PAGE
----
It’s that time of year – party time! Barbecues, picnics, brunches, 4th of July, you name it. The heat of summer makes us want to cook outside and firing up the grill evokes the primal urge to gather round the flames with friends.
So what do you cook that’s light, tasty, and will feed a crowd? That’s where we come in. This month, we’re sharing four awesome recipes using seasonal market produce for a truly farm-to-table gathering.
This recipe is gluten-free, dairy-free and vegetarian/vegan so nearly anyone can get in on the goodness. Top generously with chopped olives (ours are low-sodium and probiotic!) and extra virgin olive oil, serve with raw seasonal veggies, and pour a glass of wine for a simple, satisfying meal.
The bright colors of the seasonal produce seared with gorgeous grill marks creates a feast for the eyes before you even dig in to the mouthwatering flavors and textures starting with light and fresh tabbouleh made with cucumber, lemon, mint, and parsley, piled high with grilled eggplant, summer squash, garlic, and onions, and then topped with savory marinated griddled feta and a heavy drizzle of olive oil.
Pure. Bliss. There are only a few high quality ingredients and no ice cream maker or churning required, so there’s no reason not to treat yourself to this ultra decadent dessert topped with our Balsamic Reduction.
No matter which course is your favorite or how much time you have to prepare, these recipes will have your friends and guests asking for more. Share your favorite party recipes and photos with us in the comments below or on Facebook and Instagram by tagging @healthyharvests
Hummus. I feel like it’s one of those love or hate foods. These days there are so many kinds to choose from, like garlic, or red pepper, or chipotle. But, like most packaged foods in the grocery store, while it can be great in a pinch, it leaves much to be desired when compared to the homemade version. If hummus hasn’t been your favorite until now, I beg you to try this version before you make up your mind.
Having spent a few years as a vegetarian, I often used hummus as a source of protein to keep me full and strong. It’s good not only for dipping bread, crackers, or veggies, but it also adds wonderful flavor as a spread on sandwiches or wraps, too.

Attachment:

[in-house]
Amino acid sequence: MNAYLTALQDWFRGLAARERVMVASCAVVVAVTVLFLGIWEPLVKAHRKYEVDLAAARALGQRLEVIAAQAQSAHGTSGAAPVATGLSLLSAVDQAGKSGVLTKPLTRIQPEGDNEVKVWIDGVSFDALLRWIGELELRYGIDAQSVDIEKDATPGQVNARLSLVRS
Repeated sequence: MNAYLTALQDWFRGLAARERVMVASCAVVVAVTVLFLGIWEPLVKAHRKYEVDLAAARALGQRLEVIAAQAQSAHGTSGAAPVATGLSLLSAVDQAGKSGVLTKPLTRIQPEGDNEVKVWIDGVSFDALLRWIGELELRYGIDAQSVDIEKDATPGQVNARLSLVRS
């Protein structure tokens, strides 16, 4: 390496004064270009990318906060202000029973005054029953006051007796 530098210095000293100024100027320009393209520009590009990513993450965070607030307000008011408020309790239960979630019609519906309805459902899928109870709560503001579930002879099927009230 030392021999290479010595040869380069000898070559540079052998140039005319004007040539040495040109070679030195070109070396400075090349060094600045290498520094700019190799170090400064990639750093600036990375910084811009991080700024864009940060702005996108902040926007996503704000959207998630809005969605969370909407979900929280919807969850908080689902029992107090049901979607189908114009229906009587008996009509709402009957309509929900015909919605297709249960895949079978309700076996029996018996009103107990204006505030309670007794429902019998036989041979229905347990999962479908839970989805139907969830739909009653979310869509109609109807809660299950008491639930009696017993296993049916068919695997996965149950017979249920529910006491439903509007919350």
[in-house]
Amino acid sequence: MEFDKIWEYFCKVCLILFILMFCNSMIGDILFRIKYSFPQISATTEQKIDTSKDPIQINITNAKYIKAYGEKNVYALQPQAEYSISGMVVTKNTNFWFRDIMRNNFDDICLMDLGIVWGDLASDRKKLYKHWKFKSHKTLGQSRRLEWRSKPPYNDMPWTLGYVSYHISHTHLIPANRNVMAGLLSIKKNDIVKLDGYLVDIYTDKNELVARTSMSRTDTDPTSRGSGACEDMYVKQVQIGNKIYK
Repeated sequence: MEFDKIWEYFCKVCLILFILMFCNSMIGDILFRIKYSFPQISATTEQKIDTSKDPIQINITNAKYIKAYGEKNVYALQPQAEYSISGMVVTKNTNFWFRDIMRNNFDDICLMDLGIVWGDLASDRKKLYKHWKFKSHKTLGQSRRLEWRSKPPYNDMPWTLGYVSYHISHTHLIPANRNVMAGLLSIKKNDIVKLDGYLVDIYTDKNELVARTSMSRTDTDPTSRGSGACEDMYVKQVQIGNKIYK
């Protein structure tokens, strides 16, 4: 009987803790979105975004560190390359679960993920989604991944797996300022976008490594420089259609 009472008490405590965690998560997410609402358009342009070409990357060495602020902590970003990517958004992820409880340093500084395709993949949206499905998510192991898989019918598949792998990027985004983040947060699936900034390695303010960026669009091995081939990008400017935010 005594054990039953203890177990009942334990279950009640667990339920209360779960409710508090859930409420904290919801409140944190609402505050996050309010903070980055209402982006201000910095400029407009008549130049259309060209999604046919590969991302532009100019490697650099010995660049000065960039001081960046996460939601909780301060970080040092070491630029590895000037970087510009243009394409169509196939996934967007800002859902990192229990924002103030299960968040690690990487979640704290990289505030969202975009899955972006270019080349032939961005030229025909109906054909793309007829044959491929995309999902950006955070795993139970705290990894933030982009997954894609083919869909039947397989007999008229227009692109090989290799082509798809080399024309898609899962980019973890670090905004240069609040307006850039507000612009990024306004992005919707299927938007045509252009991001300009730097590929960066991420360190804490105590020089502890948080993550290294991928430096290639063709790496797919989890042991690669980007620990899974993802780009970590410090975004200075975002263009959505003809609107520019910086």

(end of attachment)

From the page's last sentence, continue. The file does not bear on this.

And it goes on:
Despite years of enjoying store bought hummus, I’m almost afraid to admit that this week was my first attempt at making it from scratch. It just seemed like too much work. Boy, was I missing out!
This recipe, adapted from Yotam Ottolenghi’s New York Times featured book “Jerusalem,” is the richest, creamiest, most heavenly nutty hummus I have ever put to my lips. It does require soaking dried chickpeas overnight and cooking on the stovetop, but I’m here to tell you it was worth it! You can make a big batch batch to eat throughout the week or to take to a potluck. After all, it is part of our Summer Party Dishes Series!
This recipe is gluten-free and dairy-free so nearly anyone can get in on the goodness. Top generously with chopped olives (ours are low-sodium and probiotic!) and extra virgin olive oil, serve with raw seasonal veggies, and pour a glass of wine for a simple, satisfying meal.
A basic hummus made from dried chickpeas and topped with olive oil, chopped olives, parsley, and pine nuts
Recipe type: appetizer, side, condiment
Cuisine: Middle Eastern
1 ¼ cups dried chickpeas
1 tsp baking soda
3 cups water, for soaking
6 cups water, for cooking
1 tsp baking soda
⅓ cup tahini paste
⅓ cup freshly squeezed lemon juice
3-4 cloves garlic
Salt to taste
⅓ to ½ cup ice-cold water
Healthy Harvest Olive oil, toasted pine nuts, parsley & olives, for serving
Put chickpeas baking soda in a large bowl and cover with cold water. Leave to soak overnight (or for at least 6 hours).
The next day, drain chickpeas and place in a medium pot with 6 cups of water and 1 tsp baking soda over high heat. Bring to a simmer, skimming off any foam & skins that float to the surface, and cook for about 45 min or until they are very soft but not falling apart.